Britain’s second-largest city effectively declares itself bankrupt amid $950 million equal pay claims

Tuesday, the second-largest city in Britain essentially declared bankruptcy by ceasing all non-essential spending after receiving equal pay claims for up to £760 million ($956 million).

Birmingham City Council, which serves more than a million people, submitted a Section 114 notice on Tuesday, suspending all expenditures save from those for essential services.

Britain’s second-largest city effectively declares itself bankrupt amid $950 million equal pay claims

According to the notice report, the deficit resulted from difficulty paying equal pay claims totaling between £650 million (about $816 million) and £760 million (around $954 million).

For the fiscal year 2023–2024, the city now anticipates a deficit of £87 million ($109 million).

According to the UK’s PA Media news agency, the council confronts “longstanding issues, including the council’s historic equal pay liability concerns,” as deputy leader Sharon Thompson informed councilors on Tuesday.

The UK’s ruling Conservative Party was also partially to blame, according to Thompson, who said that Birmingham “had £1 billion of funding taken away by successive Conservative governments.”

“Local government is facing a perfect storm,” she declared. “Like councils across the country, it is clear that this council faces unprecedented financial challenges, from the impact of rampant inflation to the huge increases in demand for adult social care and dramatic reductions in business rates incomes.”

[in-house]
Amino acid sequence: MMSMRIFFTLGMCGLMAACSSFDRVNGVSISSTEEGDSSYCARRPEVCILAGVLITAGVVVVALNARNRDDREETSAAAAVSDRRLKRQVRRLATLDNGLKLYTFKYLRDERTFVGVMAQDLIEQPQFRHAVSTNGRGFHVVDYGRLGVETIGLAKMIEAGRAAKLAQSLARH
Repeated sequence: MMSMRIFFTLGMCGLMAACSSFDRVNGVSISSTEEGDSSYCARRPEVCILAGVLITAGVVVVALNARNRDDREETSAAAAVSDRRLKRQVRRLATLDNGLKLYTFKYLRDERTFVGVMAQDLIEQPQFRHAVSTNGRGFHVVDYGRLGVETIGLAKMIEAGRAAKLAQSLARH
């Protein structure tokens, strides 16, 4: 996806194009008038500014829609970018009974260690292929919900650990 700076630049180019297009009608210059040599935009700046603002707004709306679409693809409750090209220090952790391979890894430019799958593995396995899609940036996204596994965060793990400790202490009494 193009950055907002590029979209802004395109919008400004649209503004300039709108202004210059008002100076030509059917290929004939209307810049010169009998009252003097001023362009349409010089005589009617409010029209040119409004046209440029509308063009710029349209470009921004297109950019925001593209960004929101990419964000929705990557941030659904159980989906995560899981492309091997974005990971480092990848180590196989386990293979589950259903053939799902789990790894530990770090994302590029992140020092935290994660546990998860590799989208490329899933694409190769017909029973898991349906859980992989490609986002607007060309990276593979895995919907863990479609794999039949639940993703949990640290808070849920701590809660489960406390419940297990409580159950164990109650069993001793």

The city is still very much open for business, and we’re embracing people as they come along, she continued, despite the council’s enormous issues.

Tuesday, a representative for British Prime Minister Rishi Sunak said to reporters: “Clearly, it is the responsibility of locally elected councils to manage their own budgets.” According to the spokesperson, the government has been “engaging regularly with them to that end and has expressed concern about their governance arrangements and has requested assurances from the leader of the council about the best use of taxpayers’ money.”

John Cotton, the council’s leader, previously told the BBC that the authority would implement a new employment model to address the equal pay claims backlog.

The largest city in central England is one that celebrates diversity. A significant athletic event for Commonwealth nations, the Commonwealth Games, were held there last year, and the European Athletics Championships are slated to take place there in 2026.

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